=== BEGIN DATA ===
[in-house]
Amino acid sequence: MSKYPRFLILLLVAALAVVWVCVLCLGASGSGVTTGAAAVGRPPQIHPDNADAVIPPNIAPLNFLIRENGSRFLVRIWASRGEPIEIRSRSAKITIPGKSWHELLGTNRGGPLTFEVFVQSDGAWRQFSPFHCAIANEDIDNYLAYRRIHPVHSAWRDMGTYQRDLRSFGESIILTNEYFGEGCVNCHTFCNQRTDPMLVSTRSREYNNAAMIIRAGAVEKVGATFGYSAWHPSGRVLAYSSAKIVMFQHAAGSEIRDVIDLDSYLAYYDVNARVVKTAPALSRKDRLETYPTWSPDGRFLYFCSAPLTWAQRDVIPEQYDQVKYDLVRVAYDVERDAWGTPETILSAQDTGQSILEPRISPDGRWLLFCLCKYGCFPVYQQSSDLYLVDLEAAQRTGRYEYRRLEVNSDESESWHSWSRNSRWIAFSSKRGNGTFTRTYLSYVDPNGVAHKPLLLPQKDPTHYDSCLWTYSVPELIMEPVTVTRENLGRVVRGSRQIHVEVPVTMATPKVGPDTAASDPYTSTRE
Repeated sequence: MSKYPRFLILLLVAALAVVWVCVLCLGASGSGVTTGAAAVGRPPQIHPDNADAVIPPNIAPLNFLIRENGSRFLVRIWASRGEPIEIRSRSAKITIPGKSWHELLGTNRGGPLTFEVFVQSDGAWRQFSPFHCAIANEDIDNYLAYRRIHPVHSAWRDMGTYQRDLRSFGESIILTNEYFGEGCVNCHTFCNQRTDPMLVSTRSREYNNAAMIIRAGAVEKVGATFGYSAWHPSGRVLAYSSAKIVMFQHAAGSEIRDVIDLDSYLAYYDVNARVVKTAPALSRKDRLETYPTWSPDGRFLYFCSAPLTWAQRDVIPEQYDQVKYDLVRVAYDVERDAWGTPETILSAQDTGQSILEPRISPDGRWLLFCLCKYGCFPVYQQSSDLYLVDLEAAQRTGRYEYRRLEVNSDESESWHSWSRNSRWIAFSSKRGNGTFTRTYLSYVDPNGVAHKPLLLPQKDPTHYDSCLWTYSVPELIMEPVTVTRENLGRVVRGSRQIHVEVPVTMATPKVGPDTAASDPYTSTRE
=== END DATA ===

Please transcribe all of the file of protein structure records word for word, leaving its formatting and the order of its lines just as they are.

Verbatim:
[in-house]
Amino acid sequence: MSKYPRFLILLLVAALAVVWVCVLCLGASGSGVTTGAAAVGRPPQIHPDNADAVIPPNIAPLNFLIRENGSRFLVRIWASRGEPIEIRSRSAKITIPGKSWHELLGTNRGGPLTFEVFVQSDGAWRQFSPFHCAIANEDIDNYLAYRRIHPVHSAWRDMGTYQRDLRSFGESIILTNEYFGEGCVNCHTFCNQRTDPMLVSTRSREYNNAAMIIRAGAVEKVGATFGYSAWHPSGRVLAYSSAKIVMFQHAAGSEIRDVIDLDSYLAYYDVNARVVKTAPALSRKDRLETYPTWSPDGRFLYFCSAPLTWAQRDVIPEQYDQVKYDLVRVAYDVERDAWGTPETILSAQDTGQSILEPRISPDGRWLLFCLCKYGCFPVYQQSSDLYLVDLEAAQRTGRYEYRRLEVNSDESESWHSWSRNSRWIAFSSKRGNGTFTRTYLSYVDPNGVAHKPLLLPQKDPTHYDSCLWTYSVPELIMEPVTVTRENLGRVVRGSRQIHVEVPVTMATPKVGPDTAASDPYTSTRE
Repeated sequence: MSKYPRFLILLLVAALAVVWVCVLCLGASGSGVTTGAAAVGRPPQIHPDNADAVIPPNIAPLNFLIRENGSRFLVRIWASRGEPIEIRSRSAKITIPGKSWHELLGTNRGGPLTFEVFVQSDGAWRQFSPFHCAIANEDIDNYLAYRRIHPVHSAWRDMGTYQRDLRSFGESIILTNEYFGEGCVNCHTFCNQRTDPMLVSTRSREYNNAAMIIRAGAVEKVGATFGYSAWHPSGRVLAYSSAKIVMFQHAAGSEIRDVIDLDSYLAYYDVNARVVKTAPALSRKDRLETYPTWSPDGRFLYFCSAPLTWAQRDVIPEQYDQVKYDLVRVAYDVERDAWGTPETILSAQDTGQSILEPRISPDGRWLLFCLCKYGCFPVYQQSSDLYLVDLEAAQRTGRYEYRRLEVNSDESESWHSWSRNSRWIAFSSKRGNGTFTRTYLSYVDPNGVAHKPLLLPQKDPTHYDSCLWTYSVPELIMEPVTVTRENLGRVVRGSRQIHVEVPVTMATPKVGPDTAASDPYTSTRE